Color Of Night

Bruce Willis plays a New York psychologist who abandons his practice and moves to LA after the suicide of a patient, only to find himself enmeshed in an obsessive sexual relationship with a mysterious woman (Jane March) and a murder investigation involving a colleague and friend. All the major suspects are in group therapy together, and look like they need italong with just about every other character in this somewhat preposterous but fairly watchable mystery thriller. The plot gets so convoluted and farfetched that you still may be scratching your head after the denouement, but you probably won’t be bored. Directed by Richard Rush (Getting Straight, The Stunt Man) from a script by Matthew Chapman and Billy Ray; with Ruben Blades, Lesley Ann Warren, Brad Dourif, Lance Henriksen, and Kevin J. O’Connor. (JR) Read more

Mi Vida Loca

A funky independent feature by Allison Anders (Gas Food Lodging), set in the Los Angeles barrios and concentrating on the friendships between working-class women there. The stylistic boldness may get a little top-heavy in spots, but in general this is funny, insightful, and imaginatively told. The cinematographer, interestingly, is Rodrigo Garcia, son of writer Gabriel Garcia Marquez. With Angel Aviles, Seidy Lopez, Jacob Vargas, Marlo Marron, and Jessie Borrago (1993). Pipers Alley, Wilmette, Norridge. Read more

Milk Money

Three boys from the suburbs travel to the city in order to see a naked woman and wind up meeting a friendly hooker (Melanie Griffith) who drives them all home and then gets a crush on the father (Ed Harris) of one of the boys while she hides out from a gang boss (Malcolm McDowell). John Mattson’s script is every bit as silly as it sounds; it dawdles, stumbles, stalls, embarrasses both itself and the audience, and is routinely formulaic to boot. But Harris and Griffith (the latter doing her customary maternal Marilyn/Madonna shtick) make an appealing couple, and Richard Benjamin’s direction of them and the boys is halfway nice. With Michael Patrick Carter, Casey Siemaszko, and Brian Christopher. (JR) Read more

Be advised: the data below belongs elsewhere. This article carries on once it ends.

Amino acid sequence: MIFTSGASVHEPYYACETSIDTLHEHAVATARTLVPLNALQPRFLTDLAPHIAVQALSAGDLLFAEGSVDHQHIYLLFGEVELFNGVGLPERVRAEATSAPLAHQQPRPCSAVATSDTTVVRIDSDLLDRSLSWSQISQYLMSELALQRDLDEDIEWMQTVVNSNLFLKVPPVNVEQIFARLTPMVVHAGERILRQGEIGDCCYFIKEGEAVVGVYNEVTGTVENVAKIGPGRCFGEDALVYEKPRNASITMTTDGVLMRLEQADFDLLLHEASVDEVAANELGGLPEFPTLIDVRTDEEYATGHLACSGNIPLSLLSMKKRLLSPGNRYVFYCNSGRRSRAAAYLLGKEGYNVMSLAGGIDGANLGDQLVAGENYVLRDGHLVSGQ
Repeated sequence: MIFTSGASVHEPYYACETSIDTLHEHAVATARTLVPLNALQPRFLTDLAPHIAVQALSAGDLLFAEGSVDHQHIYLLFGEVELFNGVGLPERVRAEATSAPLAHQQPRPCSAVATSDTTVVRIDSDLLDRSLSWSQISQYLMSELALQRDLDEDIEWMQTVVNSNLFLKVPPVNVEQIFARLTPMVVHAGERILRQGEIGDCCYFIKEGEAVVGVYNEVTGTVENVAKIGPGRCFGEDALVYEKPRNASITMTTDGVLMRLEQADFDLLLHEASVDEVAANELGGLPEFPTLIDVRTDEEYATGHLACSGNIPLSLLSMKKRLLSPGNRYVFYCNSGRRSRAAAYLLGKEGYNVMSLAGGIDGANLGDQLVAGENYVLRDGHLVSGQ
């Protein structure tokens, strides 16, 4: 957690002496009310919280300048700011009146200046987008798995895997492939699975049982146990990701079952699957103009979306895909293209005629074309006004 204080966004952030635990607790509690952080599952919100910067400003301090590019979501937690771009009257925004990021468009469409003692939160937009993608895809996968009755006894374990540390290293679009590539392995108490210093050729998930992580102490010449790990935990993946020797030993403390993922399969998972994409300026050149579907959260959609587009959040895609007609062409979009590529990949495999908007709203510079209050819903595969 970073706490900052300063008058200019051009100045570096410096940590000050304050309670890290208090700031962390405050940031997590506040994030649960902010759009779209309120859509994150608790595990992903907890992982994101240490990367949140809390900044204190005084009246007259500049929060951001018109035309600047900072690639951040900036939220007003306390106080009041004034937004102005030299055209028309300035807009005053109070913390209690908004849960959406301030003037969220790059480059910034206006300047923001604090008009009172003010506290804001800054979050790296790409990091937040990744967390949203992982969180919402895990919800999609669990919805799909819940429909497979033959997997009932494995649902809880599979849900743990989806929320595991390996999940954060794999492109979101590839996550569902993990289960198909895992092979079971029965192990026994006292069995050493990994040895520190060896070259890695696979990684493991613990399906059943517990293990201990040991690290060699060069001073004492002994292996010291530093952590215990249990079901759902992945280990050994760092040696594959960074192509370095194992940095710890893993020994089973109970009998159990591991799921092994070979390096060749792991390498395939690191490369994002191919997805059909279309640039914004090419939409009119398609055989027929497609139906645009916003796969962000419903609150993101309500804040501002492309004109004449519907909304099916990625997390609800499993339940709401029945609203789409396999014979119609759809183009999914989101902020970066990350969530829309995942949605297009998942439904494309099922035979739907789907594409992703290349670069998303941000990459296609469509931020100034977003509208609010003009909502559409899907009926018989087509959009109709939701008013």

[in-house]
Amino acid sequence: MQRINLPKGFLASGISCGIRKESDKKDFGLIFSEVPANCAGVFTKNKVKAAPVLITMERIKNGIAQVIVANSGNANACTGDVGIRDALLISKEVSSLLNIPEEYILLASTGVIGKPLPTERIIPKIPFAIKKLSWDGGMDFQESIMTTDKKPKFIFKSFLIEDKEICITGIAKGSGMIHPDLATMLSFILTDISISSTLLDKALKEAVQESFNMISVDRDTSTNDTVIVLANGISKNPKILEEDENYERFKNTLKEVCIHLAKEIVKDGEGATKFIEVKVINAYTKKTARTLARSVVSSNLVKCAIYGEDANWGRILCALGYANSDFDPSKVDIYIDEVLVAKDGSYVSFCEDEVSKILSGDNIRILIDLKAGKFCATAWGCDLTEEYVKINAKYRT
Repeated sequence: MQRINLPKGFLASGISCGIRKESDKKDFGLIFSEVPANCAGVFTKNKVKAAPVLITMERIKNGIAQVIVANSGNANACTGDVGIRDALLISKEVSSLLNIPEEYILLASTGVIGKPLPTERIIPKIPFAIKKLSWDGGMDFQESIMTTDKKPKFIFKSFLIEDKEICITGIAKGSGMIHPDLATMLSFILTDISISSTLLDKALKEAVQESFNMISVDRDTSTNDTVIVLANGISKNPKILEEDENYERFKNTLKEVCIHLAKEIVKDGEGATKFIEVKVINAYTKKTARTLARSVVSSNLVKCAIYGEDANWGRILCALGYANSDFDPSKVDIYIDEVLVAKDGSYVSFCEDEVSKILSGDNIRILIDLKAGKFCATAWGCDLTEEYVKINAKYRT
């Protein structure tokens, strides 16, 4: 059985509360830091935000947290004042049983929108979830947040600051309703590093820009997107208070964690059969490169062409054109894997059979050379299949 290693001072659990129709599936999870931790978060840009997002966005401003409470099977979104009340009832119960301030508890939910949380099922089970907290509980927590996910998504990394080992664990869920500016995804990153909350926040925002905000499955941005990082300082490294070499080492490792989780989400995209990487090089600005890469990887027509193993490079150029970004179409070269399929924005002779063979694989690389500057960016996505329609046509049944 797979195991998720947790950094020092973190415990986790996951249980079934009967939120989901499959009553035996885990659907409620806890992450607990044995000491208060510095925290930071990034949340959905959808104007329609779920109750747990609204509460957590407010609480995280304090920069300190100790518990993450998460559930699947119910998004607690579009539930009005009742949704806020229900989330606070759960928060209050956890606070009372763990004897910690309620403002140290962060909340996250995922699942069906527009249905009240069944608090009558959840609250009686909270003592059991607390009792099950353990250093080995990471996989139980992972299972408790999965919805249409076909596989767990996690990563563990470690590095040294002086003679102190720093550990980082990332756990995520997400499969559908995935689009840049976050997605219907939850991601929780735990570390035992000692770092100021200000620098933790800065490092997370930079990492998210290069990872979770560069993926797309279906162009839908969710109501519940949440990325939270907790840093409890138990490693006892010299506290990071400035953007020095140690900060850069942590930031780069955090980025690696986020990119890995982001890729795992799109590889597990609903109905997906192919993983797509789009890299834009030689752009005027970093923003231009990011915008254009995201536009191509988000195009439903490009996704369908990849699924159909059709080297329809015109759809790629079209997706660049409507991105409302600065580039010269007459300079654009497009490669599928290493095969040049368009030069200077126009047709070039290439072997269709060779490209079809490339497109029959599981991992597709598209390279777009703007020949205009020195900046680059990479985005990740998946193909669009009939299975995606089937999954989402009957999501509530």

In Custody

According to Robert Frost, poetry is what gets lost in translationwhich describes the difficulty as well as the interest of the first feature directed by Ismail Merchant (1993), best known as James Ivory’s producer for 30-odd years (he has forayed into directing only twice before, making two films for British television). His principal motive here was to pay homage to Urdu, a poetic language on the verge of extinction in northern India. Based on a novel by Anita Desai and adapted by her and Shahrukh Husain, the film tells of a Hindu teacher coming into contact with one of his idols, a revered Urdu poet who’s fallen on hard times; a central part of the story involves the teacher’s protracted tragicomic efforts to record the poet reciting his own poetry. Merchant’s storytelling and direction are fluid and graceful, but there’s nothing he can do to convey in subtitles the essence of the language he’s celebrating. With Shashi Kapoor, Shabana Azmi, Om Puri, and Sushma Seth. (JR) Read more


An OK documentary by actor Andy Garciawho also appears as host and interviewerabout Israel Cachao Lopez, the Cuban bassist and bandleader who invented the mambo and exerted a major influence over salsa and Afro-Cuban jazz. Lopez is interviewed, and Cuban writer Guillermo Cabrera Infante is on hand for his recollections and scholarly asides on the music; most of the remaining footage is devoted to a 1992 concert in Miami. Read more